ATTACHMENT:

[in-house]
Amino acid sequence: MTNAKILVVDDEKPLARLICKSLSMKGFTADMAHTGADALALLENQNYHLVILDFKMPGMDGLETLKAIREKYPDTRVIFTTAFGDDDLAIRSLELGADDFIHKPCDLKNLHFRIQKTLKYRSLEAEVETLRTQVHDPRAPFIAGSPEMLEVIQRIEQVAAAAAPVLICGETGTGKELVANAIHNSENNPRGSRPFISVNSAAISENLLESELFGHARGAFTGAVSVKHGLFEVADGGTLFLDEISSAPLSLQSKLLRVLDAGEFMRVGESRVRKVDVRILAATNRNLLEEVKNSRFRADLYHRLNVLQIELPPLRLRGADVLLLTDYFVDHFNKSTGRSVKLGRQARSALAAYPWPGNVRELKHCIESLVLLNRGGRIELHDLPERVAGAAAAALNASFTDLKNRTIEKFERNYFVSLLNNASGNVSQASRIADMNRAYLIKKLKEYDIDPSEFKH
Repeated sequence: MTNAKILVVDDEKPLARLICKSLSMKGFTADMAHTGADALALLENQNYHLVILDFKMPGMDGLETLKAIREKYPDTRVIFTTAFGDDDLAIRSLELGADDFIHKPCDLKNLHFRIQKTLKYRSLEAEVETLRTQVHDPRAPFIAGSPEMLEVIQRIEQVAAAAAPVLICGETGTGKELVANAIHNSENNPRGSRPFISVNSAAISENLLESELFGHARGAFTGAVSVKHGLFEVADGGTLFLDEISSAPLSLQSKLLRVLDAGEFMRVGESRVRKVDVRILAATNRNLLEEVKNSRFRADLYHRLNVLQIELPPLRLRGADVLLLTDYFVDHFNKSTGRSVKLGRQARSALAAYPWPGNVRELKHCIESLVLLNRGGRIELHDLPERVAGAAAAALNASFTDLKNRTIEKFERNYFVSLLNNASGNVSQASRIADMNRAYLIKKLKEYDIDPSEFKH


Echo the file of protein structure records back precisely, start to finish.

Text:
[in-house]
Amino acid sequence: MTNAKILVVDDEKPLARLICKSLSMKGFTADMAHTGADALALLENQNYHLVILDFKMPGMDGLETLKAIREKYPDTRVIFTTAFGDDDLAIRSLELGADDFIHKPCDLKNLHFRIQKTLKYRSLEAEVETLRTQVHDPRAPFIAGSPEMLEVIQRIEQVAAAAAPVLICGETGTGKELVANAIHNSENNPRGSRPFISVNSAAISENLLESELFGHARGAFTGAVSVKHGLFEVADGGTLFLDEISSAPLSLQSKLLRVLDAGEFMRVGESRVRKVDVRILAATNRNLLEEVKNSRFRADLYHRLNVLQIELPPLRLRGADVLLLTDYFVDHFNKSTGRSVKLGRQARSALAAYPWPGNVRELKHCIESLVLLNRGGRIELHDLPERVAGAAAAALNASFTDLKNRTIEKFERNYFVSLLNNASGNVSQASRIADMNRAYLIKKLKEYDIDPSEFKH
Repeated sequence: MTNAKILVVDDEKPLARLICKSLSMKGFTADMAHTGADALALLENQNYHLVILDFKMPGMDGLETLKAIREKYPDTRVIFTTAFGDDDLAIRSLELGADDFIHKPCDLKNLHFRIQKTLKYRSLEAEVETLRTQVHDPRAPFIAGSPEMLEVIQRIEQVAAAAAPVLICGETGTGKELVANAIHNSENNPRGSRPFISVNSAAISENLLESELFGHARGAFTGAVSVKHGLFEVADGGTLFLDEISSAPLSLQSKLLRVLDAGEFMRVGESRVRKVDVRILAATNRNLLEEVKNSRFRADLYHRLNVLQIELPPLRLRGADVLLLTDYFVDHFNKSTGRSVKLGRQARSALAAYPWPGNVRELKHCIESLVLLNRGGRIELHDLPERVAGAAAAALNASFTDLKNRTIEKFERNYFVSLLNNASGNVSQASRIADMNRAYLIKKLKEYDIDPSEFKH